Attorney is suspended for providing false information on employment paperwork.
Seth Asher Nadler, a New Jersey Supreme Court attorney, falsified a law school transcript in an effort to secure a job with the law firm Williams & Connolly. He reportedly listed grades higher than what he had actually earned, and as a result, received a one-year suspension as a recommendation by the state’s supreme court’s disciplinary review board. Nadler is currently an associate with Imbesi Law in New York City and reported a cumulative grade-point average of 3.825 at the University of Minnesota Law School, when his actual GPA was 3.269.
Nadler’s resumé also stated he had received “honors in legal writing,” while the course listed was actually graded simply as a pass-fail and he had passed. Nadler even listed a research article that he submitted with three other people without listing the co-authors. The attorney argued his legal writing professor told him he “could truthfully represent that he received honors in legal writing because of his arguments in the appellate advocacy section of the course.” He also said he “was told that he could cite the article without reference to the co-authors.”
During mitigation, Nadler had said his “unblemished disciplinary history, volunteer work and pro bono” cases were testament to his reputable character. According to records, the majority of the disciplinary review board had recommended a two-year suspension. One member recommended a one-year suspension, and another recommended a three-month suspension.
Many experts have recommended leaving one’s GPA off of the resume if the candidate feels it is two low to broadcast. Of course, a company can subsequently ask for it or require a GPA on an internal application as part of the hiring process. If an offer is going to be extended, chances are good the employer will ask for an official transcript if it is relevant to the position sought, so the truth will eventually be revealed. When applying for certain programs, especially academic degree programs, official transcripts are commonly required. So, it is best to either leave the cumulative score out until it is directly requested or share the truth.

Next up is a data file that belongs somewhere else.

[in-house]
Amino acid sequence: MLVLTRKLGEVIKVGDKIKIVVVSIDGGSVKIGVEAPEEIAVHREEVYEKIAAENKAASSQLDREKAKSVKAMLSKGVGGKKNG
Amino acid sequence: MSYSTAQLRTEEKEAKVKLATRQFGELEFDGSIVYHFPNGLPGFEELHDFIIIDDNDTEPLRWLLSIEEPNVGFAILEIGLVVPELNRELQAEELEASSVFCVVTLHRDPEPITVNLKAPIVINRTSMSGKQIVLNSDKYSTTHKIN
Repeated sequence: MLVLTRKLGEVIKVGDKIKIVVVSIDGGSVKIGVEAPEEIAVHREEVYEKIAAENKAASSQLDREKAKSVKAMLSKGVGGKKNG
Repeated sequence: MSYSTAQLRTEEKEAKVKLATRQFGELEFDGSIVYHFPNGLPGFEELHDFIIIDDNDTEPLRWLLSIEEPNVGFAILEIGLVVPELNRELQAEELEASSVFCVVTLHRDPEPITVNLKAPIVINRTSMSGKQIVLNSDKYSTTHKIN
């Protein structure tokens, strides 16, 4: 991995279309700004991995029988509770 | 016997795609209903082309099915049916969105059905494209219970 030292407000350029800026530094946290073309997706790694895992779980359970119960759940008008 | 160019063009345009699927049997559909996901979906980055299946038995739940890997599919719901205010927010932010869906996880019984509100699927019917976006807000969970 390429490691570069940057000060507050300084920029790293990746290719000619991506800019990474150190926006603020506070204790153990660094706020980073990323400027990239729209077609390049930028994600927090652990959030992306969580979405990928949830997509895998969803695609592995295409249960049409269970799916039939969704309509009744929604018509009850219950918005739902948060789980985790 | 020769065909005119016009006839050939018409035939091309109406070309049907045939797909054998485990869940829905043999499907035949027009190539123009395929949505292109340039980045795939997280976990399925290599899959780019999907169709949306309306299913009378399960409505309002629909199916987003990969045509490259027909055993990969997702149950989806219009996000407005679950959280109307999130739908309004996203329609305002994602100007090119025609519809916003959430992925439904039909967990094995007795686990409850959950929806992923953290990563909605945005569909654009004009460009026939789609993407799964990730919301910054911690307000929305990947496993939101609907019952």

In Nadler’s case, the board determined, he not only falsified his score, but took additional steps to manipulate his accomplishments, which demonstrated purposeful deceit extending beyond one mistype. “Inexperience may serve as mitigation for some shortcomings, but not for engaging in repeated acts of dishonesty, deception, and fabrication of documents,” the board responded, “Moreover, although respondent was an inexperienced attorney at the time of these events, one need not have experience to know that one should not lie.”
Thus, it stated, “We recognize that a two-year suspension is beyond the quantum of discipline that precedent suggests is appropriate in this case. In our view, however, this type of conduct and its degree and scope, committed by an attorney so early in his career for no purpose other than to promote his self-interest, call into question the core of his character.”
Not only will Nadler receive a one-year suspension, but the board stated, “We further determine to require respondent to reimburse the Disciplinary Oversight Committee for administrative costs and actual expenses incurred in the prosecution of this matter.”